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Theatre Review: The House on the Edge of Innocence

23 August 21 words: Elizabeth O'Riordan

A coming-of-age tale set in a haunted house? The Television Workshop's latest play has us sold...

James Gunn originally pitched the 2002 Scooby-Doo film as an R-Rated version of the children’s cartoon - one which the studio quickly vetoed, opting for the more commercially successful kids’ edition. If Gunn’s vision had gone ahead though, I imagine it would strongly resemble TV Workshop’s The House on the Edge of Innocence. Following five teenage ghost hunters, the play grapples with young adulthood, queerness, and identity, with enough crudeness to make Melvin Burgess proud. 

The House on the Edge of Innocence tells the story of a group of friends trapped inside Mendrick Manor, an insidious haunted house that tries to convince its victims to take their own lives. It is reminiscent of an episode of Buffy the Vampire Slayer, ‘Fear Itself’, in which a similar haunted house preys on the vulnerability of its inhabitants. Much like in the Buffy episode, Mendrick Manor tries to pit the friends against each other, realising they’re weaker without the support of the group.

The play has its fair share of jump scares and horror moments, but ultimately the story is about coming of age, as the house forces them to address their fears about growing up and changing friendships. 

It’s fair to say that the play relies heavily on teenage movie tropes: the misunderstood bully, the closeted teen, the dumb blonde that’s actually smart. Nonetheless, it manages to grapple with teenage concerns, especially around the theme of endings and the ambiguity of the future. 

The House on the Edge of Innocence is a story about choosing between despair and hope, the manor acting as a representation of the fears that already plague the group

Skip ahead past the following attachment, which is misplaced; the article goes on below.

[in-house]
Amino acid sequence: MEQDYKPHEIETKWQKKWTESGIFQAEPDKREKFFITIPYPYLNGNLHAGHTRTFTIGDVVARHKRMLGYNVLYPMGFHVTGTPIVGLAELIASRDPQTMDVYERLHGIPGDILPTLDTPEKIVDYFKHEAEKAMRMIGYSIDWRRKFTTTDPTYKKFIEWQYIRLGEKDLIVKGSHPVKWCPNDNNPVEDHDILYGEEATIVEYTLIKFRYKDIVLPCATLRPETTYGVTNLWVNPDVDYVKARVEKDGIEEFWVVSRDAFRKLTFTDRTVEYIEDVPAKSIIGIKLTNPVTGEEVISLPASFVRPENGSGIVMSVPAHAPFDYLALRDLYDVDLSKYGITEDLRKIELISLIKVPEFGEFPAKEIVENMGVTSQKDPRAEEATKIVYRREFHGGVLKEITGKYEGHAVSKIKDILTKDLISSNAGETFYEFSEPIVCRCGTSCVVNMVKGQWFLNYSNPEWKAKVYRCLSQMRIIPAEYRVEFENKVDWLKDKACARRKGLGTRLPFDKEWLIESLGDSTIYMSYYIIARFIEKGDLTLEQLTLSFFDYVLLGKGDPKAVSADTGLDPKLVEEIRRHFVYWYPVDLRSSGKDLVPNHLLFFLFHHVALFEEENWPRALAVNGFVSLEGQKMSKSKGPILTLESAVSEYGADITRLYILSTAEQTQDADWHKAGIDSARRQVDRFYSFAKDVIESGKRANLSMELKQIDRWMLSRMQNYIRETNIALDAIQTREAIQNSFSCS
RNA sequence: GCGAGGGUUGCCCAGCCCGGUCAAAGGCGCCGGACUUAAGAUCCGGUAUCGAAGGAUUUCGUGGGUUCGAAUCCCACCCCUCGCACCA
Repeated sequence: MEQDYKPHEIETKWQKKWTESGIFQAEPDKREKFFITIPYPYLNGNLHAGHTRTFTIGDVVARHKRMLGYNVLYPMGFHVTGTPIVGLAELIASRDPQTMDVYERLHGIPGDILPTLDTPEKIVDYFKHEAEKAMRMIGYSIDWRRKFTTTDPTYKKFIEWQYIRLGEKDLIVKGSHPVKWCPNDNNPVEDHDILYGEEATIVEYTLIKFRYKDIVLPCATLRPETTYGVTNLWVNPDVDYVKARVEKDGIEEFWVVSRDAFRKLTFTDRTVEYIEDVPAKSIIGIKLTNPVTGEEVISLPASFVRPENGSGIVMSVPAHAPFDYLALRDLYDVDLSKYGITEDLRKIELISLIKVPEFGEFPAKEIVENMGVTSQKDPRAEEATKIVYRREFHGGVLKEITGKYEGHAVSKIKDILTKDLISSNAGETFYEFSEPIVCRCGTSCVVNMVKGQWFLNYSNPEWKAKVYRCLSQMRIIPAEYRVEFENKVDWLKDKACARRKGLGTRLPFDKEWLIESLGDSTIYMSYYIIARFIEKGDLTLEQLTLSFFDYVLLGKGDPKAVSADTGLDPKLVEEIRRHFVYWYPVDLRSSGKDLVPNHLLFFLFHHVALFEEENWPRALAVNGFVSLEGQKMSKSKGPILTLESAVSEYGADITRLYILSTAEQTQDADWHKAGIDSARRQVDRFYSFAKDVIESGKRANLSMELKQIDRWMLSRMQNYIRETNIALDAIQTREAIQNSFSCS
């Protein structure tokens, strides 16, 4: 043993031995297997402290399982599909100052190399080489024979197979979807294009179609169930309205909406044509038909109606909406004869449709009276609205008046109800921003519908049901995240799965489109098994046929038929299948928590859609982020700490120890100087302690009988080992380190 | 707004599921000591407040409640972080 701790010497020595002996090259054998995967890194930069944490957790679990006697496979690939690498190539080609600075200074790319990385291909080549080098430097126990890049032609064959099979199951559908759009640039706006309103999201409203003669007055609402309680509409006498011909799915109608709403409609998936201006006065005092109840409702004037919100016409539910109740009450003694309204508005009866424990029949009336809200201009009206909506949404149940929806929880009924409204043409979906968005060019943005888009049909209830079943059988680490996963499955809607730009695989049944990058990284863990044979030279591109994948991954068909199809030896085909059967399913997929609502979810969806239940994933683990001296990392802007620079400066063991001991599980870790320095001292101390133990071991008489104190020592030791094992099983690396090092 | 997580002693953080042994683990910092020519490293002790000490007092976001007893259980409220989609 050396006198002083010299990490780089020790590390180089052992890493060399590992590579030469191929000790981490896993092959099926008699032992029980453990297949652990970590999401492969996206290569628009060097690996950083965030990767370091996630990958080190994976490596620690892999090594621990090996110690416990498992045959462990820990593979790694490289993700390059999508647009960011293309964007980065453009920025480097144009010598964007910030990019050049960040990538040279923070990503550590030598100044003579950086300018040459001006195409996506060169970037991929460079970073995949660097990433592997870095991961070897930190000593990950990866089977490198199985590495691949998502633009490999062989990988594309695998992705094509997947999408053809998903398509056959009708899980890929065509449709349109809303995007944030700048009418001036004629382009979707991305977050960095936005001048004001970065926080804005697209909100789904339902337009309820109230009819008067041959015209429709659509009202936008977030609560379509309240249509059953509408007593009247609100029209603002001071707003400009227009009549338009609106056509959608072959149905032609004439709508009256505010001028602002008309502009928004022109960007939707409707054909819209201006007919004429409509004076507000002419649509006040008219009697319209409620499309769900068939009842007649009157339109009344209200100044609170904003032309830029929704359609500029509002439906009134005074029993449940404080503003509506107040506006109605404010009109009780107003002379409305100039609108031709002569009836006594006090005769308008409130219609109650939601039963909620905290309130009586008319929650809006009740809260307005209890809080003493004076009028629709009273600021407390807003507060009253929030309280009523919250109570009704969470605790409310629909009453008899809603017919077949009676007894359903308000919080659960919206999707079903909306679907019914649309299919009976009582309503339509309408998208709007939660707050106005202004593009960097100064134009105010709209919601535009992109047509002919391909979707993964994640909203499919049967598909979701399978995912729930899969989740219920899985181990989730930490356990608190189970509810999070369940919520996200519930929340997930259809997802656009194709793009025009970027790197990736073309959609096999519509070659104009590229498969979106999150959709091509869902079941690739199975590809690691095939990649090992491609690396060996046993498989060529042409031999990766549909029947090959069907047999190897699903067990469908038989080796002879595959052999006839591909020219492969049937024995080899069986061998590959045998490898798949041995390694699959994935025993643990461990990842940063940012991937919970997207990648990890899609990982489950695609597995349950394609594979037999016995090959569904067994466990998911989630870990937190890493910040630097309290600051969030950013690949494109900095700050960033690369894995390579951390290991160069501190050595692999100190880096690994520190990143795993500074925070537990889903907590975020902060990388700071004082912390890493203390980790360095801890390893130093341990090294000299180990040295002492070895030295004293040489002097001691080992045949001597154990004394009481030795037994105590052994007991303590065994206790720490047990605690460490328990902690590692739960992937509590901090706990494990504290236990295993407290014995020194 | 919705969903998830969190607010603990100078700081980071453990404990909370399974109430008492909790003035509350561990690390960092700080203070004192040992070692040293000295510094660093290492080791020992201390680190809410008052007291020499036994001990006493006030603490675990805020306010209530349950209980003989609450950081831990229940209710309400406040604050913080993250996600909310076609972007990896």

The play feels very British, not in a Hugh Grant Love Actually way, but in a way that reminds you of secondary school. The cast are realistic in their portrayal of British teenagers, from the constant bragging about drinking and sex to swearing at the ghosts in Mendrick Manor. Harvey Thornhill-Smith and Kieran Burton are especially strong in their performances, playing Miller and Isaac, two best friends trying to navigate what a kiss means for their friendship. The queer storyline between the two is interesting, and their portrayal of complicated male friendships is genuinely moving to see. 

The production becomes progressively darker as it goes on, growing in intensity as the house gets a stronger grasp on the characters; the heaviest scene appears three quarters through the play as Isaac (Kieran Burton) cradles his school bully (Jack Hayes) after the manor convinces him to commit suicide. The emotive scenes are made even more atmospheric by the sound design, which is flawless throughout. 

Overall, The House on the Edge of Innocence is a story about choosing between despair and hope, the manor acting as a representation of the fears that already plague the group. As the five friends stand on the edge of adulthood and the unknown, they are faced with two paths: to be afraid of the future or to embrace it in all its uncertainty together.

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